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A computer hacker who took over Hall County networks in a ransomware attack first reported Oct. 7 has released election files after a ransom was not paid, the Wall Street Journal has reported.
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Hall commissioners discuss 3 new resolutions
Rules would apply to land gifts, SPLOST
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Hall County Commissioner Ashley Bell brought up three potential resolutions to discuss with the board at Monday morning’s work session.

All are budget-related, Bell said, and deal with gifts of real estate, SPLOST projects and employee contracts.

Bell said when property is donated to the county, if any county-funded improvements to the property are required as part of the gift, the commission should have an idea of how much that would cost before voting.

Bell recommended the county administrator prepare the cost-estimate.

“When we vote on it, we could see what that projected cost would be,” Bell said. “That way we kind of have a heads up on it.”

“I don’t think that’s unreasonable,” Commissioner Steve Gailey said.

Commissioner Billy Powell wanted to ensure the rules would only apply to gifts with specific requirements. He said Hall County may accept land and not build on it for a decade or more, which would make cost estimates impossible.

Bell said he also would like the county administrator to prepare cost projections when the county approves building facilities like libraries and parks with special purpose local option sales tax funds.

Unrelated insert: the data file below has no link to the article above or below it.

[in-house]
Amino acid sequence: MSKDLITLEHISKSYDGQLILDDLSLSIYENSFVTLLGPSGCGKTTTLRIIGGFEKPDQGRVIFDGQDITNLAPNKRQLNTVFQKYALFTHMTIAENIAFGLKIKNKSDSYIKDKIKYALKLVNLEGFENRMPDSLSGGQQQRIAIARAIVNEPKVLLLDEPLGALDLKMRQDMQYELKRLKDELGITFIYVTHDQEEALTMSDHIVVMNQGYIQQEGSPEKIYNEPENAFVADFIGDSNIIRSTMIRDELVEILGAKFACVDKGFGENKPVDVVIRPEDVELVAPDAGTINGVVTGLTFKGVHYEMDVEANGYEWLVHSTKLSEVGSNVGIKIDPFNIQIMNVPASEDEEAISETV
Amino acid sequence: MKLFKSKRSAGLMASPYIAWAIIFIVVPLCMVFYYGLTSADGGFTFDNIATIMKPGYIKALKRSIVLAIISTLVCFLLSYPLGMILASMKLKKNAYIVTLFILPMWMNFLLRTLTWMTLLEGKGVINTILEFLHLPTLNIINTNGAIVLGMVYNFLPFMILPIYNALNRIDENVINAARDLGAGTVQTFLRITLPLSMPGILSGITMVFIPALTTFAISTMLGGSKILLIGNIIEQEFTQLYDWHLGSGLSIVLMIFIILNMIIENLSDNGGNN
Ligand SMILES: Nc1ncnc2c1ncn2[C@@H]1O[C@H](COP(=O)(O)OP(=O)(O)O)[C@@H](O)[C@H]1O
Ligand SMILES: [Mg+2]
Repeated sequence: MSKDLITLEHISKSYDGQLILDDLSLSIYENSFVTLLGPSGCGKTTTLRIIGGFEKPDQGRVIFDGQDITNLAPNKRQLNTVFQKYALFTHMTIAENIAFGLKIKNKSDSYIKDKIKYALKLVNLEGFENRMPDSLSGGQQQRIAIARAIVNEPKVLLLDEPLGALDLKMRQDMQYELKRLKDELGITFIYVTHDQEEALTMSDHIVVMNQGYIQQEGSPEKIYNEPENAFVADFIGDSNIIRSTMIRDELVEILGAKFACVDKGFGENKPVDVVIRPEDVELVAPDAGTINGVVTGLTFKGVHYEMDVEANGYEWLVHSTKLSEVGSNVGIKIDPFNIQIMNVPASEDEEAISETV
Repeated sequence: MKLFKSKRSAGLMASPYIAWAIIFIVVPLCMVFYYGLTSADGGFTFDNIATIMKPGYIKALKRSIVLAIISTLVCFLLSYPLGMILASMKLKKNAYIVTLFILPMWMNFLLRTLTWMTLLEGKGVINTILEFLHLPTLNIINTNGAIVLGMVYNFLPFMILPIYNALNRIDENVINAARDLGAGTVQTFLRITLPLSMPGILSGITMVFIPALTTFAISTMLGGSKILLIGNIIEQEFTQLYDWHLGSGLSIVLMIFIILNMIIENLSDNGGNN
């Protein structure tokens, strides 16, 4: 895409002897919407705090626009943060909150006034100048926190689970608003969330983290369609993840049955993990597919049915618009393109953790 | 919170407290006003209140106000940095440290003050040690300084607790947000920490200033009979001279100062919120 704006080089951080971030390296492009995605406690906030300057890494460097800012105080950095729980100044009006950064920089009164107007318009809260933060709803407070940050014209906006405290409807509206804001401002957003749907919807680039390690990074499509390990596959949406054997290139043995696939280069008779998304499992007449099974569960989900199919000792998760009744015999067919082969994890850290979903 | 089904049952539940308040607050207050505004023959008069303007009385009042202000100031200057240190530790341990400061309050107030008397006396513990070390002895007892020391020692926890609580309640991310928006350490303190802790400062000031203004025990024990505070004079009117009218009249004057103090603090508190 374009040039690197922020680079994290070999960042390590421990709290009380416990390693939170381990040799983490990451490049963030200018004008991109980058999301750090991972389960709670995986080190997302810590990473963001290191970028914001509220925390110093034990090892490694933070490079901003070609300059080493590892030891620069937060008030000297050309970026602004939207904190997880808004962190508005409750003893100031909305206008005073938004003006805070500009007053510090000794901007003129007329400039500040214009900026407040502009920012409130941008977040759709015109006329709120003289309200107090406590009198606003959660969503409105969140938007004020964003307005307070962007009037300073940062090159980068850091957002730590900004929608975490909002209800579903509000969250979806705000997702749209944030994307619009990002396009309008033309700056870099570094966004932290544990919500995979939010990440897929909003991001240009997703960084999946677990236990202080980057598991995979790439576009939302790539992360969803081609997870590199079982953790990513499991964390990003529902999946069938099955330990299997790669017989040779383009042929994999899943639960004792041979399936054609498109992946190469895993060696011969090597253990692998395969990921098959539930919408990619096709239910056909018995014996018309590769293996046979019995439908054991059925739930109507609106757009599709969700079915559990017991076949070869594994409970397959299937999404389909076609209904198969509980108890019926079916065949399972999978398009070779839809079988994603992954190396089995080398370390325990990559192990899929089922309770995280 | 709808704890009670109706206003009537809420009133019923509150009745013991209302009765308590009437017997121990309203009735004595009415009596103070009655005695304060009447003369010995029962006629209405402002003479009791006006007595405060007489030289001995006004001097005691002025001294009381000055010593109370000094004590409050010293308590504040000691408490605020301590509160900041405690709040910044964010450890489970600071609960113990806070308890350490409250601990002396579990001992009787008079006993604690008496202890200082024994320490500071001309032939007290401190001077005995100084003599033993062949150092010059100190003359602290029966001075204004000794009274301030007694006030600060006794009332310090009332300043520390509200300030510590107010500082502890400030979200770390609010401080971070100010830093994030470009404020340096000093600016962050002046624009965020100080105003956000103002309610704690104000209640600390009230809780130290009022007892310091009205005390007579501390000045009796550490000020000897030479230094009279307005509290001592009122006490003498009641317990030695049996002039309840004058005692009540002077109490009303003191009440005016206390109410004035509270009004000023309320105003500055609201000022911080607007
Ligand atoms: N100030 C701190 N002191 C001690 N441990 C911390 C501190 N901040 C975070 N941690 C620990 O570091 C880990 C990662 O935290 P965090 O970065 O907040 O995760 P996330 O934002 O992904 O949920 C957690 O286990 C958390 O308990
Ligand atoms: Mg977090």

The study would estimate how much it would cost to operate and maintain a facility for three years.

“We may build the building but we may not have the resources to open it,” Bell said.

Bell’s final recommendation was that all changes to county employee contracts must be approved by the commission.

“If that severance package has changed from what it was in the contract, it needs to come before us,” Bell said.

The commission also revisited the proposal from Public Works Director Ken Rearden to fund a review of the city of Gainesville’s Water and Wastewater Rates Differential Study.

The $7,800 study would have county consulting firm Camp, Dresser & McKee review the city’s most recent differential study to determine if users are paying an accurate amount for the services and assets they use. County users currently pay twice what city customers pay for water.

Rearden said the study might look at, for example, how much Hall County users are paying for sewer infrastructure.

Most of the commissioners agreed to the idea.

“If we go ahead and look at the rates, we’ve got our own study,” Chairman Tom Oliver said.

But Commissioner Bobby Banks spoke out, calling the study a waste of money.

“I don’t think they’ll ever change their mind. It’s set in stone that the county will pay double, It’s never going to be fair,” Banks said.

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